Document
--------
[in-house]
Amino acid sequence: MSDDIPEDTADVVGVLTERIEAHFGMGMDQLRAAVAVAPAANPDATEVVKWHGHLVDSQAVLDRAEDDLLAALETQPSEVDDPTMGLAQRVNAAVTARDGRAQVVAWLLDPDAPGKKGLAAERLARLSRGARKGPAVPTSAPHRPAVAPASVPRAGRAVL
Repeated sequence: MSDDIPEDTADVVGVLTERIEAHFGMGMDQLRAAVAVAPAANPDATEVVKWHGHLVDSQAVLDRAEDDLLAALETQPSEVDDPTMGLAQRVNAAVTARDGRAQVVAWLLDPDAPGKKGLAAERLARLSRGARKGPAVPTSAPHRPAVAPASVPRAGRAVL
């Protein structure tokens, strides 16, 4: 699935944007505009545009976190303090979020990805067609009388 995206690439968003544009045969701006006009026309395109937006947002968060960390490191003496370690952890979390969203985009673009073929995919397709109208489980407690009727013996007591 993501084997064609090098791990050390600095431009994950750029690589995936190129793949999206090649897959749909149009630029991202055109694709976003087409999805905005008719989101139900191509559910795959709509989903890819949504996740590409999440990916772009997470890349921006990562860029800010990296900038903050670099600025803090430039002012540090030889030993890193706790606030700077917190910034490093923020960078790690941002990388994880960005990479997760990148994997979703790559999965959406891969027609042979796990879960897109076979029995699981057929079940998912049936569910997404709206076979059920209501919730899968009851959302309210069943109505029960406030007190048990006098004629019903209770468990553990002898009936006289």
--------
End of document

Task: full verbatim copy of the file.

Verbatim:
[in-house]
Amino acid sequence: MSDDIPEDTADVVGVLTERIEAHFGMGMDQLRAAVAVAPAANPDATEVVKWHGHLVDSQAVLDRAEDDLLAALETQPSEVDDPTMGLAQRVNAAVTARDGRAQVVAWLLDPDAPGKKGLAAERLARLSRGARKGPAVPTSAPHRPAVAPASVPRAGRAVL
Repeated sequence: MSDDIPEDTADVVGVLTERIEAHFGMGMDQLRAAVAVAPAANPDATEVVKWHGHLVDSQAVLDRAEDDLLAALETQPSEVDDPTMGLAQRVNAAVTARDGRAQVVAWLLDPDAPGKKGLAAERLARLSRGARKGPAVPTSAPHRPAVAPASVPRAGRAVL
């Protein structure tokens, strides 16, 4: 699935944007505009545009976190303090979020990805067609009388 995206690439968003544009045969701006006009026309395109937006947002968060960390490191003496370690952890979390969203985009673009073929995919397709109208489980407690009727013996007591 993501084997064609090098791990050390600095431009994950750029690589995936190129793949999206090649897959749909149009630029991202055109694709976003087409999805905005008719989101139900191509559910795959709509989903890819949504996740590409999440990916772009997470890349921006990562860029800010990296900038903050670099600025803090430039002012540090030889030993890193706790606030700077917190910034490093923020960078790690941002990388994880960005990479997760990148994997979703790559999965959406891969027609042979796990879960897109076979029995699981057929079940998912049936569910997404709206076979059920209501919730899968009851959302309210069943109505029960406030007190048990006098004629019903209770468990553990002898009936006289």